Sep 07 2015
Open Lines of Communication Are Essential to Emergency Response
One of Hurricane Katrina’s many valuable lessons is the importance of communication during times of crisis. The 2005 storm severely disrupted and destroyed emergency networks, impeding recovery efforts and leaving many Americans unable to reach their loved ones on the Gulf Coast.
Determined to help, Mississippi’s amateur radio operators became a life-saving force during the disaster, serving as a vital means of communication for the Federal Emergency Management Agency, the Red Cross, and other relief organizations. I thoroughly enjoyed meeting some of these operators last month during a special event with the Jackson County Amateur Radio Association commemorating the 10th anniversary of Katrina. We remain thankful for their public service in relaying critical information when emergency networks could not.
Wicker Bill Would Support Parity
In the coming weeks, the Senate Commerce Committee is expected to consider a bill I have introduced with Sen. Richard Blumenthal (D-Conn.) that would give amateur radio operators the ability to negotiate with subdivisions that prohibit outdoor antennas. Currently, homeowners associations can arbitrarily deny antenna requests without providing a reason. When that happens, the value of amateur radio in emergencies is lost.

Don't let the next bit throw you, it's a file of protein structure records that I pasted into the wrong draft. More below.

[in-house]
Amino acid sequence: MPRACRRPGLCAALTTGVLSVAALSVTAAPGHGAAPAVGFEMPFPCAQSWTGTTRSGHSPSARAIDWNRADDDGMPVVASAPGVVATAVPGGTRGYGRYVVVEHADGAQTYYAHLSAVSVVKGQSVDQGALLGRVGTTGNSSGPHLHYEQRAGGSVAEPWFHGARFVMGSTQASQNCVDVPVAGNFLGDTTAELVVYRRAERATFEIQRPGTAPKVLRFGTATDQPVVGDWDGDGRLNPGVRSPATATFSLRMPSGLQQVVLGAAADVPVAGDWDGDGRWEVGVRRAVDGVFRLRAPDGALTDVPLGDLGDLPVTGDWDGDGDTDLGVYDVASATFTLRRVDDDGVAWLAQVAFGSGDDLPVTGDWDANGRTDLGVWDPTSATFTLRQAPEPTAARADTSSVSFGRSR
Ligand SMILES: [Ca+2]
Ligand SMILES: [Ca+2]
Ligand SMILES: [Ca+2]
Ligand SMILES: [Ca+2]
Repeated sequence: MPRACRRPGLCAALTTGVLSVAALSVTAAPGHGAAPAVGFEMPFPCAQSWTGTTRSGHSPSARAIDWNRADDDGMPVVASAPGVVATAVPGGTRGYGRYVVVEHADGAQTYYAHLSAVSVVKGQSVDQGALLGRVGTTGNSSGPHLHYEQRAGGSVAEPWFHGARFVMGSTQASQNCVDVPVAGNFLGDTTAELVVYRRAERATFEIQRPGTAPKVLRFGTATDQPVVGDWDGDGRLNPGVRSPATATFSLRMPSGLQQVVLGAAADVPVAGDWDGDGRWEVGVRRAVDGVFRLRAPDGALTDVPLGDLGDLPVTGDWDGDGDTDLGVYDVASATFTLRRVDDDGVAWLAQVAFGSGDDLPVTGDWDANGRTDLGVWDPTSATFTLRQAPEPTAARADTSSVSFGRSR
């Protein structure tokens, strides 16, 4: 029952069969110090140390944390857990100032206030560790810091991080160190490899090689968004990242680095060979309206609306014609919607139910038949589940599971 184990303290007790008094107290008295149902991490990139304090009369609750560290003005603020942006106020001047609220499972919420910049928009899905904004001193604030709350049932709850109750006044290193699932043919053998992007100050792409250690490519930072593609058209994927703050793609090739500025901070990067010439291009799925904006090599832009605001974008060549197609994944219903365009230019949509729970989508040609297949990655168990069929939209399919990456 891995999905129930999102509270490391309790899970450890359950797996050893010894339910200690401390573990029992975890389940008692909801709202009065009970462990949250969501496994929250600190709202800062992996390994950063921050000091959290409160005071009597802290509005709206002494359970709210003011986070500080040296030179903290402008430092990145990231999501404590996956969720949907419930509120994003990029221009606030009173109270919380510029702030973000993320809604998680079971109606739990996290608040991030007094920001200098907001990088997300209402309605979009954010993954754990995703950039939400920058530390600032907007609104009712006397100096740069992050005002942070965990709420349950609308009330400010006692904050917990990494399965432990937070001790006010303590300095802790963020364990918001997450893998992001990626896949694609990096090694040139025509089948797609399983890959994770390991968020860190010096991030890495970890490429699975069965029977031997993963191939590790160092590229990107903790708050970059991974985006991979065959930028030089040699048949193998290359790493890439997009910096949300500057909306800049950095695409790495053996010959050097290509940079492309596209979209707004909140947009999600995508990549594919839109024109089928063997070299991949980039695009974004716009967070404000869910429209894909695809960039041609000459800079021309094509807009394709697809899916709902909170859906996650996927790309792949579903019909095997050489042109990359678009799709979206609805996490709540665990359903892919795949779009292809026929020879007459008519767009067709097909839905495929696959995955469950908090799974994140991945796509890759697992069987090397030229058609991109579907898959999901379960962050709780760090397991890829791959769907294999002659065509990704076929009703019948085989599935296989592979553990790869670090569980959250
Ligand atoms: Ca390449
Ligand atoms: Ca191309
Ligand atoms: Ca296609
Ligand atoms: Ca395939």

The “Amateur Radio Parity Act” would put in place a process that could lead to reasonable accommodation for antenna installations while still preserving the decision-making authority of homeowners associations over the community’s aesthetic interests. It would direct the Federal Communications Commission to adopt a flexible standard that balances both the needs of property owners and the needs of the public. A blanket restriction on amateur radios should not stand in the way of keeping lines of communication open during an emergency, especially when antennas can now be installed discreetly, without affecting a property’s overall appearance.
The more than 5,000 amateur radio operators in our state are just one proven resource for staying prepared in case of a disaster. There have also been instrumental upgrades to storm weather technology, such as the early warning system at the National Weather Service in Jackson, which was successful in saving lives when a tornado came through the Hattiesburg area last year.
How Mississippians Can Prepare for Severe Weather
Every individual and family, however, should have an emergency plan prepared well before severe weather arrives, including a disaster supply kit and home evacuation plan. This year’s hurricane season is well upon us, running from the beginning of June to the end of November. The United States has already seen sizeable activity, with Hurricane Danny and Tropical Storm Erika in the Atlantic and Hurricanes Kilo, Ignacio, and Jimena in the Pacific.
To prepare for a hurricane, Mississippians should know the risks associated with the area in which they live, such as flooding. Hurricane Katrina taught us that all 82 of our counties can be affected by a massive storm. Residents in evacuation zones need to know evacuation routes, designate a safe place they can go, and have a plan for contacting family members if separated.
Preparedness is perhaps our biggest weapon against unpredictable weather and other hazards that might befall our state. Mississippians should be both ready and vigilant for these challenges. To find more information on what to do before a hurricane and other disasters, please visit the Mississippi Emergency Management Agency’s website at msema.org/be-prepared.